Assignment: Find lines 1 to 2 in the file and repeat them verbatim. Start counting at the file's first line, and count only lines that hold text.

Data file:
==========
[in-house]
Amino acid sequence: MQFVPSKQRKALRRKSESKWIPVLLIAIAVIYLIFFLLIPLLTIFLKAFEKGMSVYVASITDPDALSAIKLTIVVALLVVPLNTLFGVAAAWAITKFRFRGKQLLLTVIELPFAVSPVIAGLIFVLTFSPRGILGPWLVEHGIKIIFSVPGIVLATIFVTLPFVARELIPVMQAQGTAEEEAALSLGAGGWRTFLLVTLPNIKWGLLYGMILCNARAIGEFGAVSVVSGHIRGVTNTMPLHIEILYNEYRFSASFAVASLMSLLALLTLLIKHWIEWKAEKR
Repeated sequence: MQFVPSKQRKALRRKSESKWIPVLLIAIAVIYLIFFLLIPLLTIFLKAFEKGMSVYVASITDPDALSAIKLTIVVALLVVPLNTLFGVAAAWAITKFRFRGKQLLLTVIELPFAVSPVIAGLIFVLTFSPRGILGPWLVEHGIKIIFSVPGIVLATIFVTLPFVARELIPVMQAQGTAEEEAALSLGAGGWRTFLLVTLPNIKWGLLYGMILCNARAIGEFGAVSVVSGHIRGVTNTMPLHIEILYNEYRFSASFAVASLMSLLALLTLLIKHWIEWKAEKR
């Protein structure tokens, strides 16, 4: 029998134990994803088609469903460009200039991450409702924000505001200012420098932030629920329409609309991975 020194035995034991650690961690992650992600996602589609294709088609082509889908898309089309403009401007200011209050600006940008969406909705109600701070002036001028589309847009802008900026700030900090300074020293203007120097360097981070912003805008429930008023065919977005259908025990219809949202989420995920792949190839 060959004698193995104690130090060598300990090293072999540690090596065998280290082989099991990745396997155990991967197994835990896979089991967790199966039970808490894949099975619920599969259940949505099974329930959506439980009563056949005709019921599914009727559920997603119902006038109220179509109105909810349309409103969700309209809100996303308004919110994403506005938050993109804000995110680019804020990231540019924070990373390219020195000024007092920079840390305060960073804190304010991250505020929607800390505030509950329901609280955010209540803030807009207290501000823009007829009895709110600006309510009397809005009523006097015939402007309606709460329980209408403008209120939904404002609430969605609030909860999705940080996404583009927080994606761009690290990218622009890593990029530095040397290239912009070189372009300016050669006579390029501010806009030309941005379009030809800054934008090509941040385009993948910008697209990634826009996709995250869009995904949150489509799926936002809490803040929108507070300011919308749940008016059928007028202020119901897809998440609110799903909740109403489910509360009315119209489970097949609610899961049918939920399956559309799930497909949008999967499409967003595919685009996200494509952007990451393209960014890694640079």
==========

[in-house]
Amino acid sequence: MQFVPSKQRKALRRKSESKWIPVLLIAIAVIYLIFFLLIPLLTIFLKAFEKGMSVYVASITDPDALSAIKLTIVVALLVVPLNTLFGVAAAWAITKFRFRGKQLLLTVIELPFAVSPVIAGLIFVLTFSPRGILGPWLVEHGIKIIFSVPGIVLATIFVTLPFVARELIPVMQAQGTAEEEAALSLGAGGWRTFLLVTLPNIKWGLLYGMILCNARAIGEFGAVSVVSGHIRGVTNTMPLHIEILYNEYRFSASFAVASLMSLLALLTLLIKHWIEWKAEKR